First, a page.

During her 26 years as a Legal Writing Professor at Cleveland-Marshall College of Law, Karin Mika has seen stark changes in legal education. She remembers a time when communication with students was limited to class sessions, online research databases were nearly non-existent, and word processing was considered technologically advanced.
Through the technological changes of the past three decades, Mika has stayed current with ways to make technology work for her teaching style. She created course management webpages and listservs to foster communication with her classes long before these were considered commonplace. Mika’s advanced use of technology to engage students has led to her writing articles and presenting nationally on integrating technology and multimedia into classroom teaching.
In her C|M|LAW classroom, Mika makes extensive use of visual elements, including video, to enhance the learning experience. She does this in order to make subjects that might otherwise be dry in lecture form – citation format, book research, analytical structure, among others – more engaging while also breaking up the class time in more managed intervals.
As the basis for breaking up class time, Mika references studies that determined that the ordinary attention span of everyone has diminished in these past 30 years, brought on by the information overload experienced because of the internet and immediate access to information. One can see evidence of this in how television producers create sitcoms and other shows. This translates into the classroom by necessitating changing gears every 20 minutes or thereabout to retain focus.
“If there is more than about seven minutes before a commercial break, people are picking up smartphones to check text messages or otherwise browse,” noted Mika.
Video is being used not only as a supplementary educational tool, but also as first-hand educational content in law schools around the country, including Cleveland-Marshall. Professor Mika explained that smart courtroom settings, where video is recorded from multiple vantage points, have been a major boon in enhancing oral advocacy skills and Moot Court programs. The cutting edge next step is easily integrating professor feedback directly into the video recordings concurrently to create a multi-dimensional learning opportunity previously unavailable.
“It’s like in the Olympics, where athletes spend lots of time watching tapes of their performances and analyzing their technique,” explained Mika.
In Professor Mika’s Legal Writing and Legal Drafting courses, the core concept remains unaltered, and as she puts it, the “regular blood, sweat and tears invested in practicing (writing) over and over again” are at the heart of learning the craft. But in an age where the legal basics are available to non-lawyers more than ever, students need to have the context of how a legal education makes their skills uniquely valuable. In her drafting course, Mika exposes students to various free contract software, including the-drafting app Shake, which enables parties to create an immediate contract “virtually” without there ever being paper. Professor Mika hopes to use the exposure to the contract drafting programs to show the students that their value as attorneys will be to take what is now easily available and use it as the starting point to ensure that they are drafting contracts that are individualized to the personal needs of their clients.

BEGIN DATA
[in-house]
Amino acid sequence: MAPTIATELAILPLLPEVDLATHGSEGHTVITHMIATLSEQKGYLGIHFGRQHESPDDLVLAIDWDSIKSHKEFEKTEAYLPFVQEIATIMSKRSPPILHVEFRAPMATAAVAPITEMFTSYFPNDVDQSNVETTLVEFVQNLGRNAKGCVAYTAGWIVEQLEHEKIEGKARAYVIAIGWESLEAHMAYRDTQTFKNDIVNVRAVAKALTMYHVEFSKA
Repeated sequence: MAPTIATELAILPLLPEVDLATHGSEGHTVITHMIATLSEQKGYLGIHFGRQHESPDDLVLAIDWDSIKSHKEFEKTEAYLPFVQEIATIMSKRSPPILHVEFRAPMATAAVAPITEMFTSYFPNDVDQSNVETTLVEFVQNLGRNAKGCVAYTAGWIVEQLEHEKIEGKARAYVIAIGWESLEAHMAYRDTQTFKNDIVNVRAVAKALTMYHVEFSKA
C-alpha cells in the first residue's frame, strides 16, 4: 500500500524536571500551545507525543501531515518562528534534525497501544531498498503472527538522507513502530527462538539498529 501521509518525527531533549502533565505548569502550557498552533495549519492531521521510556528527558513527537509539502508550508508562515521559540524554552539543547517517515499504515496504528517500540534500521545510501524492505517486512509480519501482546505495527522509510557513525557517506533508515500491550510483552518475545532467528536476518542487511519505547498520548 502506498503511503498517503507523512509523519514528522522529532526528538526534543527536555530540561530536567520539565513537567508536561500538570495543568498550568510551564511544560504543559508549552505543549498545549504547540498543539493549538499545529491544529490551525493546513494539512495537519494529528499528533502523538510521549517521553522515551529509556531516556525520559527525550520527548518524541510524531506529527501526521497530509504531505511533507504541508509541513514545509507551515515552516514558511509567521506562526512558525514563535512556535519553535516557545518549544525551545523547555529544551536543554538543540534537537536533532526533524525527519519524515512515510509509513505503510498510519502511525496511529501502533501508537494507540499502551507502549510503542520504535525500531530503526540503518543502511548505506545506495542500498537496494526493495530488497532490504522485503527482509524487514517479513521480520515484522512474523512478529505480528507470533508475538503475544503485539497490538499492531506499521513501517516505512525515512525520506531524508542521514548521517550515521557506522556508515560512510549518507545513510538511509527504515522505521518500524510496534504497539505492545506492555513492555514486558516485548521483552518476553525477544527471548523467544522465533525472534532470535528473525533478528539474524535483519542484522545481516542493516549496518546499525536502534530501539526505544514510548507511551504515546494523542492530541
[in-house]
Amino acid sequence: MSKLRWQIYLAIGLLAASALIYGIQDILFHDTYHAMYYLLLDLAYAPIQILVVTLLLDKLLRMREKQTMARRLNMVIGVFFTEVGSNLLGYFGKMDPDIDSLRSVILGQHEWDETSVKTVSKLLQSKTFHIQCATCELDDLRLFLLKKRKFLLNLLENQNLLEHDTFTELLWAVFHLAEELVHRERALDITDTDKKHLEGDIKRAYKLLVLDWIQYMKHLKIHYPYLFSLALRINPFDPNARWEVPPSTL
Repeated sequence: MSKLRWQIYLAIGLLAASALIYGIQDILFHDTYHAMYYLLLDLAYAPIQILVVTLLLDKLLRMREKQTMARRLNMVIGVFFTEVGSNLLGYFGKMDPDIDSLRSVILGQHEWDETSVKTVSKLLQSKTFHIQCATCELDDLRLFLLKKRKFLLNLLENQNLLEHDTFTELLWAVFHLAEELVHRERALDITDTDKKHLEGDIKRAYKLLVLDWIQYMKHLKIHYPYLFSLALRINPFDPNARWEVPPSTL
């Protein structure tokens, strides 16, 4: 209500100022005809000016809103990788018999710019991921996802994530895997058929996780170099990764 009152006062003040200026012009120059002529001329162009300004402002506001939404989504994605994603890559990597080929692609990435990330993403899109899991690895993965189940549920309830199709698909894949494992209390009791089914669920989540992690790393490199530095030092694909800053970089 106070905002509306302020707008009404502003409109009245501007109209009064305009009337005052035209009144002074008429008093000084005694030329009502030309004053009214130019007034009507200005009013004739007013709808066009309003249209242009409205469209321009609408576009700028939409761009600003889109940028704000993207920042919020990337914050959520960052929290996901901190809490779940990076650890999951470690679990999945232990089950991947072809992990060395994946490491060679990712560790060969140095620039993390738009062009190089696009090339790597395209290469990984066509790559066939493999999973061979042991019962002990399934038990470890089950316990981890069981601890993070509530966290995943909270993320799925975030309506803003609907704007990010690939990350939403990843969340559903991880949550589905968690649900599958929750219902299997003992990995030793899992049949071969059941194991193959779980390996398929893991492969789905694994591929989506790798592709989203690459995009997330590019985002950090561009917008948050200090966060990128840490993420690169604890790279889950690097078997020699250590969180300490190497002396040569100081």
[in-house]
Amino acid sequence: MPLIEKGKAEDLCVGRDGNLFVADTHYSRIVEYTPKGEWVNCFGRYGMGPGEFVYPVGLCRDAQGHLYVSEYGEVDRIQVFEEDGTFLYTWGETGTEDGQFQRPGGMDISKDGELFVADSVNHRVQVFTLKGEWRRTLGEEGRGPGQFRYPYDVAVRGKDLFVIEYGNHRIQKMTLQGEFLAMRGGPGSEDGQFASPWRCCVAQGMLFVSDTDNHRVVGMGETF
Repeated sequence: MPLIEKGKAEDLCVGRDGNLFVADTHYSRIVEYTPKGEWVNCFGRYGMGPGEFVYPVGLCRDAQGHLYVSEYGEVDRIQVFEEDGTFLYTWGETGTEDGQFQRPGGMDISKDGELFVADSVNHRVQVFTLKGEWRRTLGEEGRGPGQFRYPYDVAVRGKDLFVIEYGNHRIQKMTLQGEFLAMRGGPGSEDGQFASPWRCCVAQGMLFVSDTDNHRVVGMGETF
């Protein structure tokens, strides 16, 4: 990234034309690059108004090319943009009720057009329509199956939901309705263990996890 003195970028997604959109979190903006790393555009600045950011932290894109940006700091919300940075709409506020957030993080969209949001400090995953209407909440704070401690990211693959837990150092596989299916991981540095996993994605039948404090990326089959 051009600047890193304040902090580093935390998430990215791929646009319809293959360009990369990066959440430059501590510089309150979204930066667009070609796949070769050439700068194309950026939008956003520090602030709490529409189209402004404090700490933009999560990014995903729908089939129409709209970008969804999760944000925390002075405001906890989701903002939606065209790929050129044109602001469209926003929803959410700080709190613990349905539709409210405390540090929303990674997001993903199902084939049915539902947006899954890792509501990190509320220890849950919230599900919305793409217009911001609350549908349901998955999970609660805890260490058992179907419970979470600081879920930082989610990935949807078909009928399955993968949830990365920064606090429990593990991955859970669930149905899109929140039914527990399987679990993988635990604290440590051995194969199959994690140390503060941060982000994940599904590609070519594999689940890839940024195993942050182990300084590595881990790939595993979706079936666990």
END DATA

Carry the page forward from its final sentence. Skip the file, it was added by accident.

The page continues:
“Forms have always been the easy part, but in the past, forms were only easily available to attorneys. Now those forms are computerized, user friendly, and available to everyone. What a legal education provides is an education about how those forms should be used to provide a professional end product,” commented Mika.
Technological advances have made several professions a 24-7 undertaking and the legal world in general is no exception. The expectation of availability allows professors to enhance the classroom learning experience through additional communications. Mika does this by emailing her students articles about current events to connect what they are working on in class to current news. Likewise, students are able to communicate questions or the need for clarification with her, often instantaneously, thus creating the possibility for more real-time learning opportunities than what would be available during classroom hours.
The potential for teaching outside the physical classroom reached its maximum iteration for Mika this Spring when she taught Legal Drafting as an online course for the first time. She found the experience positive and believes online learning has its place, as the future of legal education is examined by the ABA and as individual law schools look for opportunities to provide the best value.
Mika does not envision this leading to accredited law degrees being obtained entirely online in place of the traditional classroom model. Instead, she sees the opportunity for innovation, such as practically offering online courses in specialized focuses to a greater pool of students in multiple law schools, and the possibility of hybrid-courses to capture the best aspects of classroom and online learning in a single course.